With Judge Weaver reminding the jury that Mormon’s behavior in the courtroom is not indicative of guilt and that the jury should only consider the evidence presented in the case, the 12 member (plus an alternate) was dismissed for deliberations.

Deliberation only took 21 minutes before the jury informed the court that they had reached a verdict in the case. The foreman stood and read a verdict of guilty on all counts. Weaver polled each jury member individually to ensure that each member had in fact reached this unanimous decision.

“This has been a little bit of an unusual trial,” Judge Weaver spoke directly to the jury before their dismissal, “I appreciate your patience with us.”

After the jury left the courtroom, Fannin County Sheriff’s Office Lt. Todd Pack was once again tasked with inquiring as to whether Mormon would like to enter the courtroom. Mormon had previously declined Pack’s offer for closing arguments and then again for the reading of the verdict.

Declining for a third time to enter the courtroom for sentencing, according to Pack, Mormon stated, “You are sentencing an artificial being. My name is not Hamond Dontel Mormon. I am not who they say that I am.”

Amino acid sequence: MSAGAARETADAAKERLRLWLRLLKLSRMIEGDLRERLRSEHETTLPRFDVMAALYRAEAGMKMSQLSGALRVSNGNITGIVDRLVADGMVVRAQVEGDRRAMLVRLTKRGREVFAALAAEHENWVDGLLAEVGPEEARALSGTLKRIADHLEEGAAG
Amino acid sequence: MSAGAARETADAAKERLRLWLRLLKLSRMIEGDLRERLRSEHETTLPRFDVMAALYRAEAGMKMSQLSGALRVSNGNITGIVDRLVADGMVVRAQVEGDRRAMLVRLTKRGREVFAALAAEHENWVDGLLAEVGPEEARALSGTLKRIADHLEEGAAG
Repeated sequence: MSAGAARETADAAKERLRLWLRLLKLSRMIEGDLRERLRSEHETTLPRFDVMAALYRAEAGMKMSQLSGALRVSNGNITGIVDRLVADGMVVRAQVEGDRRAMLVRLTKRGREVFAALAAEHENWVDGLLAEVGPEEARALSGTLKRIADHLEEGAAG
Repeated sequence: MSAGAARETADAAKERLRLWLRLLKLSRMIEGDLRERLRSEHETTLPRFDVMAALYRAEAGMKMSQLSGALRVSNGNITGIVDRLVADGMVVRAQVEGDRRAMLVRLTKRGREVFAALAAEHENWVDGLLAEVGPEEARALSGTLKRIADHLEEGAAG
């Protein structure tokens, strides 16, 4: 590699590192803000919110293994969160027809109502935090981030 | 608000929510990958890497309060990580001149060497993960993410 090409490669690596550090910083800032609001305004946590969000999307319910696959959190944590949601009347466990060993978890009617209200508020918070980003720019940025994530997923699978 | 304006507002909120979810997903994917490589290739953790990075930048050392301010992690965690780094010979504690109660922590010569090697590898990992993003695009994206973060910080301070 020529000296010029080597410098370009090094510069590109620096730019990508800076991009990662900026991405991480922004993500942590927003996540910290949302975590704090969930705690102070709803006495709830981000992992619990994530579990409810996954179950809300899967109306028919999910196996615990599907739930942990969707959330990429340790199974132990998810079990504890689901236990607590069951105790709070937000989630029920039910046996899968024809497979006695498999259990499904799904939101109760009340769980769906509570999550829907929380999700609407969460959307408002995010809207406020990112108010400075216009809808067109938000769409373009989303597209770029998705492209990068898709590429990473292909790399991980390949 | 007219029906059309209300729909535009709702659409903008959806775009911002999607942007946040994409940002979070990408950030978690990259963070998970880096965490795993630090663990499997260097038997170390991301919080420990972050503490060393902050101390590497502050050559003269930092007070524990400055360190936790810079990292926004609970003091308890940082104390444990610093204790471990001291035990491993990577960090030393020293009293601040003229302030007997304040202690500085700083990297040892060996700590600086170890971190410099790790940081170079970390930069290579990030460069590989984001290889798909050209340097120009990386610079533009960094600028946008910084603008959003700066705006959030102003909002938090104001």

Before handing down the sentence Weaver addressed her feelings on the case involving Mormon, “I guess of the three defendants I have a little more sympathy for him because of his background…than I have for the others.”

Weaver went on to explain that after having read Mormon’s evaluation by the state and given the details of his past that she felt “he never really had a chance”.

Mormon received a total of 55 years to serve 50 of those years in prison. A breakdown of the sentencing is as follows:

  • Count 1 – Armed Robbery – 20 years to serve
  • Count 2 – Armed Robbery – 20 years to serve consecutive to Count 1
  • Count 3 – Aggravated Assault – Merge w/ count 1
  • Count 4 – Aggravated Assault – Merge w/ count 1
  • Count 5 – Aggravated Assault – Merge w/ count 1
  • Count 6 – Aggravated Assault – Merge w/ count 1
  • Count 7 – Kidnapping – 20 years to run concurrent with Count 1
  • Count 8 – Kidnapping – 20 years to run concurrent with Count 1
  • Count 9 – False Imprisonment – 10 years concurrent with Count 1
  • Count 10 – False Imprisonment – 10 years concurrent with Count 1
  • Count 11 – Possession of a Firearm during the Commission of a Felony – 5 years to serve consecutive to Count 2
  • Count 12 – Possession of a Firearm during the Commission of a Felony – 5 years to serve consecutive to Count 11
  • Count 13 – Possession of Tools for the Commission of a Crime – 5 years probation to run consecutive to Count 12
  • Count 14 – Theft by Taking – Merge with Count 1